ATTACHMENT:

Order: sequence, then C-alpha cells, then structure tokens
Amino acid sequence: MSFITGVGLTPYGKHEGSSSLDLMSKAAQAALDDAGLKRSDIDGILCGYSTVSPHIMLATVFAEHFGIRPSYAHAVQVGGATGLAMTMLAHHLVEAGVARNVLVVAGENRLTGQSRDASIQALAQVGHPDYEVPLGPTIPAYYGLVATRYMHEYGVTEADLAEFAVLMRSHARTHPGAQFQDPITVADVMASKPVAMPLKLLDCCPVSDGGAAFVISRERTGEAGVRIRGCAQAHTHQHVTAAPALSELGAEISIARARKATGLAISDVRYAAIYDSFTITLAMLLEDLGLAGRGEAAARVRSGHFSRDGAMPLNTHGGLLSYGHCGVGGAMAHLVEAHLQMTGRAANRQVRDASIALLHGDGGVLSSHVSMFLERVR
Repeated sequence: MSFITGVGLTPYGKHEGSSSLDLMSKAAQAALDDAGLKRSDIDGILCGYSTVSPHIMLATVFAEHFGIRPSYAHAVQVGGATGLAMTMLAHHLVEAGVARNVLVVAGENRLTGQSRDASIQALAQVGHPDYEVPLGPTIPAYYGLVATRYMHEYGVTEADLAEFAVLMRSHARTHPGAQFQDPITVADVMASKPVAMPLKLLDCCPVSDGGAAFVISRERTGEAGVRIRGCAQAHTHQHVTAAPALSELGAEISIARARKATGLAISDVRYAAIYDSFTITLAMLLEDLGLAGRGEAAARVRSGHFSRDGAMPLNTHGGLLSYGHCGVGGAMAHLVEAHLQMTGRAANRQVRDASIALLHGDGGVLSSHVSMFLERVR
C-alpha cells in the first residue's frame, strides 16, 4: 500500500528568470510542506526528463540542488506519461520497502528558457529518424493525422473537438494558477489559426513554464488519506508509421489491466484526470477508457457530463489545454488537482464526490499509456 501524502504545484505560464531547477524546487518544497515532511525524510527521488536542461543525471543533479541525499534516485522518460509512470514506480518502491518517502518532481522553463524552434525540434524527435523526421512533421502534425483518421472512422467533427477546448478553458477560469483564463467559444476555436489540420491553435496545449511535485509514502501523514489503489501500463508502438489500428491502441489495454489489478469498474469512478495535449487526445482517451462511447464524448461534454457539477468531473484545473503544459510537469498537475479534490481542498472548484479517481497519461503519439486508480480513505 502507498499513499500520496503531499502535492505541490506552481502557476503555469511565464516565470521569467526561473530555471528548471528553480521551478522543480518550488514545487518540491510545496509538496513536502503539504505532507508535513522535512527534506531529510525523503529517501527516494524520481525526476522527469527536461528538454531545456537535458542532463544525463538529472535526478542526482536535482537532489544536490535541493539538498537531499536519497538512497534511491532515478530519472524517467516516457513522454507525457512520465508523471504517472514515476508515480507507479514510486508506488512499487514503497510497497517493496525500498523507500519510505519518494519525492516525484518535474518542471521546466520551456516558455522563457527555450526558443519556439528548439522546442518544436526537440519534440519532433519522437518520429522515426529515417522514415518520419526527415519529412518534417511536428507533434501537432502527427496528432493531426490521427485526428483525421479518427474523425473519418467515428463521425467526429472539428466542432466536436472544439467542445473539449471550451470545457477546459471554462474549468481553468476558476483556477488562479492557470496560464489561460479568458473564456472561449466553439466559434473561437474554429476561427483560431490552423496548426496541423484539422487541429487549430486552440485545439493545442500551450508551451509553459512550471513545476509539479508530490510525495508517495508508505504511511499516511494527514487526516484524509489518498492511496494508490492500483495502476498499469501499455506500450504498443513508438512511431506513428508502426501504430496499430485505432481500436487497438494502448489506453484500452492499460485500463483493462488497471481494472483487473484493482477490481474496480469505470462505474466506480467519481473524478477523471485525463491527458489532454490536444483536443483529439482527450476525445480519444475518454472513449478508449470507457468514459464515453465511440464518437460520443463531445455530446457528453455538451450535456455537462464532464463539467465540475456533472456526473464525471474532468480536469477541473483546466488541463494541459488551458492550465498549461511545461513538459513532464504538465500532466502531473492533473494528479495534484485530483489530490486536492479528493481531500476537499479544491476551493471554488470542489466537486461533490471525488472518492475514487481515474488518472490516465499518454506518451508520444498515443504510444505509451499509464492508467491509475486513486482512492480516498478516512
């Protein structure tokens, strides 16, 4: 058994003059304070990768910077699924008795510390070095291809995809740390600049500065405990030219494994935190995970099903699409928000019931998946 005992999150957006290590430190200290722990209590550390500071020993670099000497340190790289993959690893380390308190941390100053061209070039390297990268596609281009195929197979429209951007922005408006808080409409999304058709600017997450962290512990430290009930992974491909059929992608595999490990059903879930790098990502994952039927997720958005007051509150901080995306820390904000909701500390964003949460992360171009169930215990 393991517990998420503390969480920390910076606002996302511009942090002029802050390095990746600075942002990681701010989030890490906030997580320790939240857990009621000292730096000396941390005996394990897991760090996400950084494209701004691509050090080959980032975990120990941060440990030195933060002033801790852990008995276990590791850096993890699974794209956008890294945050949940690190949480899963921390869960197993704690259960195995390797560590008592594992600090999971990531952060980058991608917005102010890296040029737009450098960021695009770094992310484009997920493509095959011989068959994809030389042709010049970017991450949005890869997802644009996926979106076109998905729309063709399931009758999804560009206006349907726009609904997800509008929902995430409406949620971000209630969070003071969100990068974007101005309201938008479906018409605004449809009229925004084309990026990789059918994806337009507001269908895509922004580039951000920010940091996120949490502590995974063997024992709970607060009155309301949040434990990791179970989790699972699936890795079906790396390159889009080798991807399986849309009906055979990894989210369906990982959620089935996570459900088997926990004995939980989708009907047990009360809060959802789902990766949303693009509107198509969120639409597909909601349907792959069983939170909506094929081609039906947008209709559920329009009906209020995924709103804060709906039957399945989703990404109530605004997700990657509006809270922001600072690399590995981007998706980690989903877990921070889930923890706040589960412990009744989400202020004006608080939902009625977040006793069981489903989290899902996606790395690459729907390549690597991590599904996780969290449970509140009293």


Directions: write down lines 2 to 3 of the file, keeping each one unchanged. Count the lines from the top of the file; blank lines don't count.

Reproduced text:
Amino acid sequence: MSFITGVGLTPYGKHEGSSSLDLMSKAAQAALDDAGLKRSDIDGILCGYSTVSPHIMLATVFAEHFGIRPSYAHAVQVGGATGLAMTMLAHHLVEAGVARNVLVVAGENRLTGQSRDASIQALAQVGHPDYEVPLGPTIPAYYGLVATRYMHEYGVTEADLAEFAVLMRSHARTHPGAQFQDPITVADVMASKPVAMPLKLLDCCPVSDGGAAFVISRERTGEAGVRIRGCAQAHTHQHVTAAPALSELGAEISIARARKATGLAISDVRYAAIYDSFTITLAMLLEDLGLAGRGEAAARVRSGHFSRDGAMPLNTHGGLLSYGHCGVGGAMAHLVEAHLQMTGRAANRQVRDASIALLHGDGGVLSSHVSMFLERVR
Repeated sequence: MSFITGVGLTPYGKHEGSSSLDLMSKAAQAALDDAGLKRSDIDGILCGYSTVSPHIMLATVFAEHFGIRPSYAHAVQVGGATGLAMTMLAHHLVEAGVARNVLVVAGENRLTGQSRDASIQALAQVGHPDYEVPLGPTIPAYYGLVATRYMHEYGVTEADLAEFAVLMRSHARTHPGAQFQDPITVADVMASKPVAMPLKLLDCCPVSDGGAAFVISRERTGEAGVRIRGCAQAHTHQHVTAAPALSELGAEISIARARKATGLAISDVRYAAIYDSFTITLAMLLEDLGLAGRGEAAARVRSGHFSRDGAMPLNTHGGLLSYGHCGVGGAMAHLVEAHLQMTGRAANRQVRDASIALLHGDGGVLSSHVSMFLERVR